Market recovery helps restore some homeowner equity
Nearly all of the articles I’ve written on housing have been bad news – foreclosures, depressed prices, lack of affordable homes and rentals. But the housing market is beginning to brighten and that’s good news for working families who usually count their home as their most valuable and important asset.
Zillow.com shows a sharp jump in Charlestown home values, continuing a trend that began in the last half of 2012. Average home value in Charlestown grew to $304,700 and, for the first time in a while, we show a positive year-to-year growth 1%.
That 1% uptick is modest, especially when compared to the hottest local real estate market – Ashaway, where home values grew by 5.9% over the past year. But our 1% is good news nonetheless, since the trend in Charlestown homes value has been running in the red for nearly the entire recession.
Charlestown values bottomed last August when, as of August 1, average Charlestown home value was only $295,000. Charlestown’s all-time peak was hit on March 1, 2006 at $395,000.
GoLocalProv recently reported that, statewide, housing sales are starting to move sharply higher and prices are rising as there are fewer distressed properties on the market dragging prices down.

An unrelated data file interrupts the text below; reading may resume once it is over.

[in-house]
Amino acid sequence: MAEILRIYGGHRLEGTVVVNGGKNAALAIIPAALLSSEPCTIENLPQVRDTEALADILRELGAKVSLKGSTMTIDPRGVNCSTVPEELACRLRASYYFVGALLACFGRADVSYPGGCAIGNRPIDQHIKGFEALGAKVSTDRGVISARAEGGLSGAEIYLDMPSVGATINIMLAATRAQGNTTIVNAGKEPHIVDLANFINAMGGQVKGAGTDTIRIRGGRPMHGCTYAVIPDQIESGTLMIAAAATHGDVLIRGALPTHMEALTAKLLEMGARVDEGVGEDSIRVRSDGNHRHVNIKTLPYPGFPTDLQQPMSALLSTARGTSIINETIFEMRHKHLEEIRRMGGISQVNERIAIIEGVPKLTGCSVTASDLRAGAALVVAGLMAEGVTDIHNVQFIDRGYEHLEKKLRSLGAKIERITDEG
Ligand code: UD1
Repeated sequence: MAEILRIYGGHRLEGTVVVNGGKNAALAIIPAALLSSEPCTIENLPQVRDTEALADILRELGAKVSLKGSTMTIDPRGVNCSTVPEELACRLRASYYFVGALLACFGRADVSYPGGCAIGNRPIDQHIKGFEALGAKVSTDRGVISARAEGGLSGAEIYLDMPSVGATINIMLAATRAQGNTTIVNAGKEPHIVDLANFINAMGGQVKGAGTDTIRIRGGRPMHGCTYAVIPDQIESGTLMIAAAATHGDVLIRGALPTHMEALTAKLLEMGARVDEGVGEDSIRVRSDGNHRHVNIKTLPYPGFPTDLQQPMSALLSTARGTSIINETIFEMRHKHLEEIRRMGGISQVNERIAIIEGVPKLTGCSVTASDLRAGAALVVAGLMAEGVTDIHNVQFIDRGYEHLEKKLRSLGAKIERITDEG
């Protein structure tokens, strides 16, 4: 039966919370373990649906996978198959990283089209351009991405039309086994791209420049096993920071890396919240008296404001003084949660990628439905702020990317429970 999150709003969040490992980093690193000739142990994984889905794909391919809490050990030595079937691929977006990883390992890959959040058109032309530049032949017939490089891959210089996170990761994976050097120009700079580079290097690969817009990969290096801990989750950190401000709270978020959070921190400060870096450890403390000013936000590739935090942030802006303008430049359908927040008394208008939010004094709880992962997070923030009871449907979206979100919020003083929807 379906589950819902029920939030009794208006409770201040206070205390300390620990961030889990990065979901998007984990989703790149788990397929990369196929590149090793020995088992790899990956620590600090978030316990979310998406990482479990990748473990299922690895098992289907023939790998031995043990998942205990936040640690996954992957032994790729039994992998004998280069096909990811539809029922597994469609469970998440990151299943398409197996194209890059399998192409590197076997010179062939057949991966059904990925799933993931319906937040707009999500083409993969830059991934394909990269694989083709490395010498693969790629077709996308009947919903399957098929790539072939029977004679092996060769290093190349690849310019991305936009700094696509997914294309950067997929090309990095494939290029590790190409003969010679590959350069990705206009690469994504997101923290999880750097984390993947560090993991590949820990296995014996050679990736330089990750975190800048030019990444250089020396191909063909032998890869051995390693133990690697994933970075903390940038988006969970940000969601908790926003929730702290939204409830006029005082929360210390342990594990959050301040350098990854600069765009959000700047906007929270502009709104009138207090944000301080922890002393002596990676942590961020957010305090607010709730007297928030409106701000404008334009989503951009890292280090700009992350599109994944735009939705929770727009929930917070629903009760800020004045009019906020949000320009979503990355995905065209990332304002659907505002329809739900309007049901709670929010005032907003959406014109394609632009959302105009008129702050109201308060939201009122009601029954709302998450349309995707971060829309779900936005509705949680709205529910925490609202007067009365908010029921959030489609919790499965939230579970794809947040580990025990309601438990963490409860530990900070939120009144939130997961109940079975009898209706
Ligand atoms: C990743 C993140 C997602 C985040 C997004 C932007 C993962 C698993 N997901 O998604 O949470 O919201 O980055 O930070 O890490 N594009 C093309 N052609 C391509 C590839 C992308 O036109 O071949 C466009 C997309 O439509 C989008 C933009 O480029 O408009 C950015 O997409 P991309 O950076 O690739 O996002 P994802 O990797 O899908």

Fourth quarter sales around the state were up by 25% over 2011, despite the impact of Hurricane Sandy. Sales are up very sharply for existing single family homes.
|Yellow are bank-owned. Red are due to go to auction|
I doubt if the good numbers are going to make anybody in town go crazy with joy. I think there’s a “new normal” that will put a damper on any temptation to go back to living a pre-recession lifestyle of borrowing against home equity to buy luxury goods. Even if homeowners wanted to do that, credit is still very tight.
After all, Charlestown still has a 9.7% unemployment rate and homeowners still have a very long way to go to recover their lost homeowner equity. By the way, Charlestown’s unacceptably high unemployment numbers are still much better than they were in January 2012 when our unemployment rate was 14.3%.
But, baring reverses in local employment or another national or international economic tsunami, it does look like we’re really coming back. Knock on wood. We’ve just got to make sure we improve job opportunities and don’t listen to the austerity freaks who want to strangle our economy.